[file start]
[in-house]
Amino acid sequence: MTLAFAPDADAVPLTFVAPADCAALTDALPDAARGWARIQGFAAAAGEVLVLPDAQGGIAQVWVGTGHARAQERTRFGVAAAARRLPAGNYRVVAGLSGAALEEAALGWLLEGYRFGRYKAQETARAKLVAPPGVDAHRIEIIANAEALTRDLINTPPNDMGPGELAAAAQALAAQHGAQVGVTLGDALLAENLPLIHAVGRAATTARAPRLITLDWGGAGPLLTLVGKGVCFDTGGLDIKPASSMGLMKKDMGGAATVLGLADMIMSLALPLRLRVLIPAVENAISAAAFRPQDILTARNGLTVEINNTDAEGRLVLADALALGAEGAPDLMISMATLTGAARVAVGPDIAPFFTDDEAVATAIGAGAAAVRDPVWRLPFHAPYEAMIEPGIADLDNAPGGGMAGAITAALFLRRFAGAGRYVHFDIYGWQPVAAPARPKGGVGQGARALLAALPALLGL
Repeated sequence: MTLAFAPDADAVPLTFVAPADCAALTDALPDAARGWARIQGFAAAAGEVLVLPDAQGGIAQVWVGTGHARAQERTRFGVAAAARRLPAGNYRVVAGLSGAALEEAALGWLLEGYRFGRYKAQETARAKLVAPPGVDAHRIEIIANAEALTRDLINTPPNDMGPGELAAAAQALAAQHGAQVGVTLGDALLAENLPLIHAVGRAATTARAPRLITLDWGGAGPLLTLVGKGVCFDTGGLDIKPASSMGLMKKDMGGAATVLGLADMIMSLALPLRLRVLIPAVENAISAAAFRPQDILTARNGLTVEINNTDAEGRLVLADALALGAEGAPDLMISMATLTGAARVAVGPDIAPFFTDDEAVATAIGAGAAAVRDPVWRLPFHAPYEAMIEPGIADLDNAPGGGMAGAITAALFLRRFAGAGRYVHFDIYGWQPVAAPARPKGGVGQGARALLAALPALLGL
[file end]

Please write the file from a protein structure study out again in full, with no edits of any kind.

[in-house]
Amino acid sequence: MTLAFAPDADAVPLTFVAPADCAALTDALPDAARGWARIQGFAAAAGEVLVLPDAQGGIAQVWVGTGHARAQERTRFGVAAAARRLPAGNYRVVAGLSGAALEEAALGWLLEGYRFGRYKAQETARAKLVAPPGVDAHRIEIIANAEALTRDLINTPPNDMGPGELAAAAQALAAQHGAQVGVTLGDALLAENLPLIHAVGRAATTARAPRLITLDWGGAGPLLTLVGKGVCFDTGGLDIKPASSMGLMKKDMGGAATVLGLADMIMSLALPLRLRVLIPAVENAISAAAFRPQDILTARNGLTVEINNTDAEGRLVLADALALGAEGAPDLMISMATLTGAARVAVGPDIAPFFTDDEAVATAIGAGAAAVRDPVWRLPFHAPYEAMIEPGIADLDNAPGGGMAGAITAALFLRRFAGAGRYVHFDIYGWQPVAAPARPKGGVGQGARALLAALPALLGL
Repeated sequence: MTLAFAPDADAVPLTFVAPADCAALTDALPDAARGWARIQGFAAAAGEVLVLPDAQGGIAQVWVGTGHARAQERTRFGVAAAARRLPAGNYRVVAGLSGAALEEAALGWLLEGYRFGRYKAQETARAKLVAPPGVDAHRIEIIANAEALTRDLINTPPNDMGPGELAAAAQALAAQHGAQVGVTLGDALLAENLPLIHAVGRAATTARAPRLITLDWGGAGPLLTLVGKGVCFDTGGLDIKPASSMGLMKKDMGGAATVLGLADMIMSLALPLRLRVLIPAVENAISAAAFRPQDILTARNGLTVEINNTDAEGRLVLADALALGAEGAPDLMISMATLTGAARVAVGPDIAPFFTDDEAVATAIGAGAAAVRDPVWRLPFHAPYEAMIEPGIADLDNAPGGGMAGAITAALFLRRFAGAGRYVHFDIYGWQPVAAPARPKGGVGQGARALLAALPALLGL